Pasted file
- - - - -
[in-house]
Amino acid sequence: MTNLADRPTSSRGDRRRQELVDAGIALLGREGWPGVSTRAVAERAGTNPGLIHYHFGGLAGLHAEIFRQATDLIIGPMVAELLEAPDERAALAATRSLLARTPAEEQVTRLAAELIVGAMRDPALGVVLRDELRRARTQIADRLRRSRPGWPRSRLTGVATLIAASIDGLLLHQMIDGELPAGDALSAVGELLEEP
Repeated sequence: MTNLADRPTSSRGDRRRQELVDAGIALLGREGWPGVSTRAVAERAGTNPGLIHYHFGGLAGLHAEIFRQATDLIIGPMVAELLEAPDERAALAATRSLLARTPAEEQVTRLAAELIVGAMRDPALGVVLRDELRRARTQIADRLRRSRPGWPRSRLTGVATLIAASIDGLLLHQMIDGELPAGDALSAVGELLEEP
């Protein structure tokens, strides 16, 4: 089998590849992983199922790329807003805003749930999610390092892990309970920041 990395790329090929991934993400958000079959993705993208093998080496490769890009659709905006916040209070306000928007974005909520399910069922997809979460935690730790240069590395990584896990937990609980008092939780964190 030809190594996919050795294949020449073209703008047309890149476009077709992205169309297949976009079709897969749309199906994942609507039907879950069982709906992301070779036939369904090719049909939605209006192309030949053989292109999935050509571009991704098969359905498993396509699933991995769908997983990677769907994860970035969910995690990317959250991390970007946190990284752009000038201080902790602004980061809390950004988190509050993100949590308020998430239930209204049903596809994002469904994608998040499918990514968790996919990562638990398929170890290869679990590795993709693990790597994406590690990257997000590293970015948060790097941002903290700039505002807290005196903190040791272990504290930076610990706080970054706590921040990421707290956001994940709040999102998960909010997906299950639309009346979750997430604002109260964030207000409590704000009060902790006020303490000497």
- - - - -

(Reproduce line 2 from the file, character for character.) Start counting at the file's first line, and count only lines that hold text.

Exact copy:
Amino acid sequence: MTNLADRPTSSRGDRRRQELVDAGIALLGREGWPGVSTRAVAERAGTNPGLIHYHFGGLAGLHAEIFRQATDLIIGPMVAELLEAPDERAALAATRSLLARTPAEEQVTRLAAELIVGAMRDPALGVVLRDELRRARTQIADRLRRSRPGWPRSRLTGVATLIAASIDGLLLHQMIDGELPAGDALSAVGELLEEP